- Christian Texts for Aztecs: Art and Liturgy in Colonial Mexico
This book provides ideas and materials for thinking in a more comprehensive way about the processes of conversion of Amerindians to Christianity. As the author explains, he wants to take a stand not in black and white, but in gray. That is, his ideological position is where a great many scholars are today: trying to understand more than one side of situations in which different cultures come together and how the dissimilarities and similarities evolve into something that is unlike, although rooted in, both. Although well expressed and exemplified here, this aspect of the book is no longer unusual. The particular interest of this study, however, is its emphasis on liturgical practices in the history of the establishment of Christianity in New Spain.
After laying out these premises, the author then affirms in the first chapter the crucial role of liturgy for understanding religious and cultural change, and introduces important conflicts that emerged out of liturgical disagreements in European history. These provide the background for chapter 2, which presents European liturgical reforms of the period immediately before the conquest of Mexico in 1521 and their impact during the early years of evangelization, including comments on the role of the newly invented printed book. The third chapter deals with preaching, which depended not only on skill in speaking but also on performance and the use of certain objectimages, such as the monogram of Jesus, which friars in Europe used to work on the emotions of their hearers. In the New World, the study of metaphor and its representation in visual images is crucial. Lara discusses several examples as well as strategies for translating particular concepts.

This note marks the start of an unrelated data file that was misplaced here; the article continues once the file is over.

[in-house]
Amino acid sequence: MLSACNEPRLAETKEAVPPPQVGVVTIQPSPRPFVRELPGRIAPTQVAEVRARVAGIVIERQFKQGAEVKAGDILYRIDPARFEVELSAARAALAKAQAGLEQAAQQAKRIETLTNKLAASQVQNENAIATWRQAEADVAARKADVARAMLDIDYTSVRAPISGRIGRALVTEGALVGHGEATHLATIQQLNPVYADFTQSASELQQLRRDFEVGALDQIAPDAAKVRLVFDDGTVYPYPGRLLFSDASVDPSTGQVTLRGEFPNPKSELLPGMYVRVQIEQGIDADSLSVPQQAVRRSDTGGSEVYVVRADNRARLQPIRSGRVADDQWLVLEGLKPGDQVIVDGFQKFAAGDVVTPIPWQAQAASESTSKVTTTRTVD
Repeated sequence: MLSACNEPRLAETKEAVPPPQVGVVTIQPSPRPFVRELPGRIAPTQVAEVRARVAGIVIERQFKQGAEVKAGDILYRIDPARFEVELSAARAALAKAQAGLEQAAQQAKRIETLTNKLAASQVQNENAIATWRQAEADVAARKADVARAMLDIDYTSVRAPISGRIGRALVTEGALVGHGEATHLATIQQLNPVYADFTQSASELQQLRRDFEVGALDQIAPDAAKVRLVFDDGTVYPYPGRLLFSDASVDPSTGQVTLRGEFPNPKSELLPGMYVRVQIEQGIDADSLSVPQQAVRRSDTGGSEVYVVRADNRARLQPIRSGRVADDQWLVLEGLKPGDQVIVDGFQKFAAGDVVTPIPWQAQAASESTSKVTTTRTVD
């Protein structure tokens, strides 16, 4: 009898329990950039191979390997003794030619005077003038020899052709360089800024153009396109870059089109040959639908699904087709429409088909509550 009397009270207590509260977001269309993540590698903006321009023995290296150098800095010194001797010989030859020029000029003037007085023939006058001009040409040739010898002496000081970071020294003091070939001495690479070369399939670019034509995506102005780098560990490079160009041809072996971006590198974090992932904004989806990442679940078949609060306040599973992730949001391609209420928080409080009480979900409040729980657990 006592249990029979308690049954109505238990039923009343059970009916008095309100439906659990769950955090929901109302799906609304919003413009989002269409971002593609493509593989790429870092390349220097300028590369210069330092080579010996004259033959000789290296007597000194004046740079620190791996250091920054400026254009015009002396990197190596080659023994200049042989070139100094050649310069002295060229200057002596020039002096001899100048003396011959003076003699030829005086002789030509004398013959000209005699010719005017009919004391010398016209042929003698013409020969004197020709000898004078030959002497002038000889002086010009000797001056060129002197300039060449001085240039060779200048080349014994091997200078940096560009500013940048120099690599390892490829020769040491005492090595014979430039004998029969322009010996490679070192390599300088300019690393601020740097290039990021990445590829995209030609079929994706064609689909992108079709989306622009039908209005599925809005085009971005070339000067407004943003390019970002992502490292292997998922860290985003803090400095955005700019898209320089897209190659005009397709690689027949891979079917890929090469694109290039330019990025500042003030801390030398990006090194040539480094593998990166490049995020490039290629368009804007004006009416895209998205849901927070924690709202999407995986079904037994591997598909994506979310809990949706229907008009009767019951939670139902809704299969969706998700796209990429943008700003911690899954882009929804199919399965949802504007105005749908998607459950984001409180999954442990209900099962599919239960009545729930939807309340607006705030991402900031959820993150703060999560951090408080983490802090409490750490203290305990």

Chapter 4, the longest one, provides very valuable information about the administration of the sacraments in New Spain. Besides dealing with analogous practices in pre-Hispanic rituals, Lara reports on how the friars spoke of the sacraments, reviews the texts that gave shape to the ceremonies (the most important are translated in the appendices), and examines the objects that were used, such as baptismal fonts. He presents visual evidence to discuss certain ideas taught by the friars, like wall paintings that show what was to be [End Page 642] considered sinful with regard to the sacrament of penance and how the character of the sacred was materialized in images made of feathers. In the next two chapters he deals with the liturgical calendar, theater, music, and processions. Lara then devotes a full chapter to the celebration of Corpus Christi, a feast in which many of the previously mentioned elements play major roles. Central to his presentation is the metaphor of Christ as the sun. Although not invented in the sixteenth century, the sun metaphor, he maintains, was first fully exploited in the New World in what he calls “a unique conflation of solar imagery and Christ’s eucharistic presence” (p. 199). Next is a chapter that examines the sounds and the objects that accompanied and participated in ceremonies, with discussions of Old and New World variations on similar themes. The last chapter, based on both verbal and visual images, engages in “informed conjecture” on the topic of “holy blood.” A brief closing chapter acknowledges problems and the questions that remain, but insists on celebrating the creativity of friars and natives.
Although the book is centered on the sixteenth century in Mexico, its arguments and the materials presented have direct implications for the study of later periods, as well as for other Latin American contexts. Indeed, the author makes frequent references to contemporary Mexican religious expressions. Finally, the book’s usefulness is considerably enhanced by excellent illustrations.